The Iron King-Julie Kagawa
The poor pretty farm girl turns out to be a Faery Princess? Of course. Who didn’t see that one coming?
“Meghan Chase has a secret destiny; one she could never have imagined. Something has always felt slightly off in Meghan's life, ever since her father disappeared before her eyes when she was six. She has never quite fit in at school or at home. When a dark stranger begins watching her from afar, and her prankster best friend becomes strangely protective of her, Meghan senses that everything she's known is about to change. But she could never have guessed the truth - that she is the daughter of a mythical faery king and is a pawn in a deadly war. Now Meghan will learn just how far she'll go to save someone she cares about, to stop a mysterious evil no faery creature dare face; and to find love with a young prince who might rather see her dead than let her touch his icy heart.”
So to be completely honest, I’m not too sure what caught my attention regarding this particular book. I don’t think it was the cover. It wasn’t the description of the book because it sounds like every other young adult book out there. Maybe it was something that I found on Goodreads and thought, what the heck? And to be honest, I tried reading this book about a year ago and it just didn’t pan out for some reason or another. Pretty sure it had something to do with another book I actually wanted to read. But I did finally get to reading this book, and I have to say, I’m glad I did.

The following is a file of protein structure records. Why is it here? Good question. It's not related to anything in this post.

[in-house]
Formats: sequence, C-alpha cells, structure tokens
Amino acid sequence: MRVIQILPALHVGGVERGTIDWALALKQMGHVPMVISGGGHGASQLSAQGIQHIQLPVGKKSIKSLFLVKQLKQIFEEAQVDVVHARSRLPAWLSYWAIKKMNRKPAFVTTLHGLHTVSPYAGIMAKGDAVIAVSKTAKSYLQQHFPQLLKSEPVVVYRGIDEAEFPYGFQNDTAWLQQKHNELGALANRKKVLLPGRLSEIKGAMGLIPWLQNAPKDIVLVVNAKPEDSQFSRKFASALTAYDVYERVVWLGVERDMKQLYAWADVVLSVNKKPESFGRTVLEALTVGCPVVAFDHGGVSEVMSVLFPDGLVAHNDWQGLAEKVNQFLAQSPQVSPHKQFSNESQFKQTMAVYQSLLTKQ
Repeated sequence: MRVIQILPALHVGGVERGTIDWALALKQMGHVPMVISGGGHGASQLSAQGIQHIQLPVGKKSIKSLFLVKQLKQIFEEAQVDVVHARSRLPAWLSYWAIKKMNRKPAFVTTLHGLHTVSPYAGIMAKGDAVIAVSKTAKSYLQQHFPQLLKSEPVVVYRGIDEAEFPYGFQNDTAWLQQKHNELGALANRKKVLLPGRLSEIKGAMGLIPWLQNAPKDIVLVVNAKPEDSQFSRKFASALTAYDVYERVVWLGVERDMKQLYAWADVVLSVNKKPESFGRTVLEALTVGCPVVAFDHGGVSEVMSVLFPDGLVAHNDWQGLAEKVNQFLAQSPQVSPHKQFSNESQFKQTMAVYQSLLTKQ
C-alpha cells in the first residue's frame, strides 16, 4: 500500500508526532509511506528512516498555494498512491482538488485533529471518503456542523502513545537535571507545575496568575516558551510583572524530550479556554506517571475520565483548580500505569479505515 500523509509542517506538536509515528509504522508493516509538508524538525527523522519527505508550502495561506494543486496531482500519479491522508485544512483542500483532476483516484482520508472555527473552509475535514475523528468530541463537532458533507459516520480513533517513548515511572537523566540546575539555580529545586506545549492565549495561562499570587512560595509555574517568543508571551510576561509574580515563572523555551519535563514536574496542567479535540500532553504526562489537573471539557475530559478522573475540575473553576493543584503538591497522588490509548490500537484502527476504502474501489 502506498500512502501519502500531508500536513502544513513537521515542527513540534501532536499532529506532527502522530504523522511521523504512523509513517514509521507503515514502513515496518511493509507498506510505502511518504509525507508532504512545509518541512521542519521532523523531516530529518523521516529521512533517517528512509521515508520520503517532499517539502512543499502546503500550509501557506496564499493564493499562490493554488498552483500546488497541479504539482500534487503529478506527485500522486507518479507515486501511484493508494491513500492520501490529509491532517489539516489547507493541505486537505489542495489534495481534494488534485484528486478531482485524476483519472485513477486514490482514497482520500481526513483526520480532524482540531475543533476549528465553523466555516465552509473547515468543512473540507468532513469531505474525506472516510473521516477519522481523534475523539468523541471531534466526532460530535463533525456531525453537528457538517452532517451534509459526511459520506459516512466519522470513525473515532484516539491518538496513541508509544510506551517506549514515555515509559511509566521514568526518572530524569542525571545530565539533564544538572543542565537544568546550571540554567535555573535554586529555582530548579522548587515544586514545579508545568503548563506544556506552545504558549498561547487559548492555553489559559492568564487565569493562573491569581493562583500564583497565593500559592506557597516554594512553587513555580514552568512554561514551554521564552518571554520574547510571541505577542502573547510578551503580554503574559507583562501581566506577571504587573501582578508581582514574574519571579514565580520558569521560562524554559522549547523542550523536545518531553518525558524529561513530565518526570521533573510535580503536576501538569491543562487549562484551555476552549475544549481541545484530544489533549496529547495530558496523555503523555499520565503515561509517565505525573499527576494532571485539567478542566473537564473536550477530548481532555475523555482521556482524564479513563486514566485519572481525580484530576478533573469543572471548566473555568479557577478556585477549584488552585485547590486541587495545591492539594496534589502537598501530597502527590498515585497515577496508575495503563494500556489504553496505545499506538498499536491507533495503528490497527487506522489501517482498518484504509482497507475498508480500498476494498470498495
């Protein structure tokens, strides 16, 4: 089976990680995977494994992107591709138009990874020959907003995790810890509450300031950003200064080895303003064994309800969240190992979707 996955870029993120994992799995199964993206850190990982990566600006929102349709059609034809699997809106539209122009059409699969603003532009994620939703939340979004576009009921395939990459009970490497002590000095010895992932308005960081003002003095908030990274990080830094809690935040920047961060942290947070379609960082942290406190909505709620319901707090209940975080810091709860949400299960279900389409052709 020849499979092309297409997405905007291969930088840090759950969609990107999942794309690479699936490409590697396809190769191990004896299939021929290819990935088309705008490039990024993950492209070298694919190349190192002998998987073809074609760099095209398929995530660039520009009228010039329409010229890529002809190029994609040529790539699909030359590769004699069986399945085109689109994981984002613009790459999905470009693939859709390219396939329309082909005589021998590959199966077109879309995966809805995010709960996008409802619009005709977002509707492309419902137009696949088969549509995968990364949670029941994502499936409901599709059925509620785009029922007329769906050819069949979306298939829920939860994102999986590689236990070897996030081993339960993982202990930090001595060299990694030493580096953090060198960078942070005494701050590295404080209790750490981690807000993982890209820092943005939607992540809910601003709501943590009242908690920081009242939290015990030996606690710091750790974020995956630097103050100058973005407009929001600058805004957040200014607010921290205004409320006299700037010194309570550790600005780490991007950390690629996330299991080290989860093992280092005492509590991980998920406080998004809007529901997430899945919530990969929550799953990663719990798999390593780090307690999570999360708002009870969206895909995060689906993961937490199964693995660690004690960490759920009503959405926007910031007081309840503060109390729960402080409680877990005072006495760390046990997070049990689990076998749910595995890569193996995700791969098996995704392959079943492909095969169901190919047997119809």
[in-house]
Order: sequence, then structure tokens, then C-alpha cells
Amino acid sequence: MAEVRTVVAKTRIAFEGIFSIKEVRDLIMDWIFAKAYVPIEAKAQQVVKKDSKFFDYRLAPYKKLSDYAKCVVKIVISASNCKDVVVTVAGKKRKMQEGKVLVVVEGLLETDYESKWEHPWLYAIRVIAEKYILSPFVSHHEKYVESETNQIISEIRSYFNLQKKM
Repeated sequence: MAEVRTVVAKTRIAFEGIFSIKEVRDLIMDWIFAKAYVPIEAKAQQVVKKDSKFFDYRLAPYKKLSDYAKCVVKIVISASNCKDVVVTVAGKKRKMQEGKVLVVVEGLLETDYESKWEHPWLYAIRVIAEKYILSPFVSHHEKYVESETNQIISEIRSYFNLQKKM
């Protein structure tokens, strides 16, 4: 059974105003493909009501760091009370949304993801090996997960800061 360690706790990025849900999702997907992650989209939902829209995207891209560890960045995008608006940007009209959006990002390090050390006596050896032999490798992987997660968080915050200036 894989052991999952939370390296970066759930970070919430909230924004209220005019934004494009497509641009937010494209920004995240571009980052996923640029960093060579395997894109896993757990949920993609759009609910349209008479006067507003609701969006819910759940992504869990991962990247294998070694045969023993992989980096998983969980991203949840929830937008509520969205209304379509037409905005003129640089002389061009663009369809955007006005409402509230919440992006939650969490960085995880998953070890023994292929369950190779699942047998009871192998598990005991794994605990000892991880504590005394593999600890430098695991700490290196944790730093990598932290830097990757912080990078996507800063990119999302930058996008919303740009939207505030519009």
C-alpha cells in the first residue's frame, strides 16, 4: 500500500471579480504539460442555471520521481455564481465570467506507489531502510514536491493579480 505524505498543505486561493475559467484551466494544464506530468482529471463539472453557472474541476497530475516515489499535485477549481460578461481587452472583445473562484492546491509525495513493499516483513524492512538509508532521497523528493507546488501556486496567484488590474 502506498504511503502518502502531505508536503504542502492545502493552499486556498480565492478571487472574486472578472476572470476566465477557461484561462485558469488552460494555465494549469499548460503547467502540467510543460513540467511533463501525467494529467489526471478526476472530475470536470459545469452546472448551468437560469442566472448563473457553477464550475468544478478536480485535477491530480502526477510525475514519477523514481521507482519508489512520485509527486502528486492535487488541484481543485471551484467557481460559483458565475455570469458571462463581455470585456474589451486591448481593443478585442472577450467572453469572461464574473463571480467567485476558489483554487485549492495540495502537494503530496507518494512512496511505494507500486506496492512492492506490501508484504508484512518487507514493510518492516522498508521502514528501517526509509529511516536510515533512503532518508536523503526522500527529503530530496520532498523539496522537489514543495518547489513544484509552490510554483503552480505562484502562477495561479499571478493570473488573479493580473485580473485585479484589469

Granted, it had most of the typical young adult staples in it, and we all know what they are so I will not go too much into it. I have never read a faery novel before so I wasn’t too sure what to expect. I enjoyed the classic literary characters of Puck, Oberon, Titania, and Mab. The beautiful and deadly description of the world of the fae was fun and interesting. I loved the idea of the Iron Fey, because well, it makes sense really. We live in a world where imagination is tied directly with technology. How often do you hear anymore of Nature and it’s great inspiration? Not too much really. So the epic battle between Old and New is a good back drop for the story.
I found some of passages harder to read than others because Megan is like every other young adult female lead, moody and petulant, and the Winter Prince was just like every other tragic male lead who is drawn to the heroine but is mean to her but then makes some play like she’s his saving grace. The only character that was well written was Robin Goodfellow, aka Puck. But of course, he got shafted in the end.
I enjoyed this story. It left me pleasantly surprised and my interest is slightly peaked to read the second book in the series. Good job Ms. Julie Kagawa. You might have gotten yourself a fan of your book series…